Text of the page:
Honey, Be Sweet!
Did you know that August 17 is National Honeybee Day? Let your inner Winnie the Pooh indulge in nature’s sweetest treat, and let’s give a shout out to the heroes of the hive, the honeybee.
Of course, there’s more to these little buzzy beauties than honey production. We need bees to pollinate one-third of our food crops and 90 percent of our wild plants. Without a healthy honeybee population, our abundant food supply would change dramatically.
Over the past decade, bees have experienced a precipitous decline in their numbers. By most accounts, populations are declining at a rate of 33 percent annually. While there’s no smoking gun yet to explain why honeybees are disappearing, the wholesale collapse of one of our most important pollinators has been dubbed colony collapse disorder, or CCD.
According to the USDA’s Agricultural Research Service, CCD is defined as a “dead colony with no adult bees and with no dead bee bodies but with a live queen, and usually honey and immature bees, still present.”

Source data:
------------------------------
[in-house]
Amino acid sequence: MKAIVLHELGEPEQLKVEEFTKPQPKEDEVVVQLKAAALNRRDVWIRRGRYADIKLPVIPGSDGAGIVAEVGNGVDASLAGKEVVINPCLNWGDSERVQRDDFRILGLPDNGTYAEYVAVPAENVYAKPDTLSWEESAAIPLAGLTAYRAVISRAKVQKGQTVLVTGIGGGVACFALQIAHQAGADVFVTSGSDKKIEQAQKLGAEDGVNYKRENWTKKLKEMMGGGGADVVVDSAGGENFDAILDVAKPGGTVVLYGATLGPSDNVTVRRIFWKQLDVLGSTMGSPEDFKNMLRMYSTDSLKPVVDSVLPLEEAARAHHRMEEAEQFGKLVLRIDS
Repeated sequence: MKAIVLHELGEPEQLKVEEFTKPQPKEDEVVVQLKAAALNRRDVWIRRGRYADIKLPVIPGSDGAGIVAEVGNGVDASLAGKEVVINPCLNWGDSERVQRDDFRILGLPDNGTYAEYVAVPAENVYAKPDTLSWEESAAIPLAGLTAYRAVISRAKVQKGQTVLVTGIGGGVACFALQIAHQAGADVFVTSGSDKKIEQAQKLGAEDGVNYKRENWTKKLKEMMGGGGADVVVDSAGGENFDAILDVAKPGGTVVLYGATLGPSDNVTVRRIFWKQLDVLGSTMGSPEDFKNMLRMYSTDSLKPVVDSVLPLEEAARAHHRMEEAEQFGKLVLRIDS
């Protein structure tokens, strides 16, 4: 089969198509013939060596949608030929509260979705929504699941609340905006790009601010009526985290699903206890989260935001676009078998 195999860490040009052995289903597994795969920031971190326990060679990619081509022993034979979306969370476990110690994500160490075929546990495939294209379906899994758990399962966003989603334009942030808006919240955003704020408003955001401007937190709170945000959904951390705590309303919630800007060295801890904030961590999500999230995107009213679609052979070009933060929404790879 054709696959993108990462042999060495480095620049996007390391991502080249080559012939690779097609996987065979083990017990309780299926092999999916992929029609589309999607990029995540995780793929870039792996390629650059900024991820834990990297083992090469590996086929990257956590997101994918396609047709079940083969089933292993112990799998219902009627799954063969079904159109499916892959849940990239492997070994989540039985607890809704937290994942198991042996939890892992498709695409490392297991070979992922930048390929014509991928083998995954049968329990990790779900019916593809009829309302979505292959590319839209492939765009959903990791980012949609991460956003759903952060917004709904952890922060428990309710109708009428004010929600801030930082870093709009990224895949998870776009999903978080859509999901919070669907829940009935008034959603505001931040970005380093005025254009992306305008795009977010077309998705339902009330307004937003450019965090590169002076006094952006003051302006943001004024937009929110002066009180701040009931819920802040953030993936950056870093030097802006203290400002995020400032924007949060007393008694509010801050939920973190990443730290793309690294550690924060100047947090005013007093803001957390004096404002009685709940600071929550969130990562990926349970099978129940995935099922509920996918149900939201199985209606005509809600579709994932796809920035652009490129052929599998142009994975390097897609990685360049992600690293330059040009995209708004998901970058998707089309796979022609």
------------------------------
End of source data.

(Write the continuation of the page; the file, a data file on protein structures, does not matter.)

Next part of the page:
Don’t despair, there are ways we can help pollinators, and especially honeybees. Here are five quick tips.
- Plant pollen- and nectar-rich plants for year-round feeding. Try planting in patches of the same species and avoid hybrid flowers. Have a diverse selection. Download this PDF for tips.
- Don’t forget about trees. Bees don’t just visit perennial flowers — they go crazy for a tree full of blossoms and their wood cavities make good shelters for them.
- Go pesticide free. Remember that what you use to kill a “pesky” pest will also wipe out butterflies and bees.
- Educate children. Children are fascinated by nature, and they’ll follow your lead. If you teach them that bees are wonderful participants in our food chain, they’ll grow up to nurture them, not just fear a sting.
- Become a beekeeper. There’s plenty of help out there to get you started, and your family/friends will beg for the fruits of your labors.
Got a backyard hive, or dream of having one? We’d love to hear about it.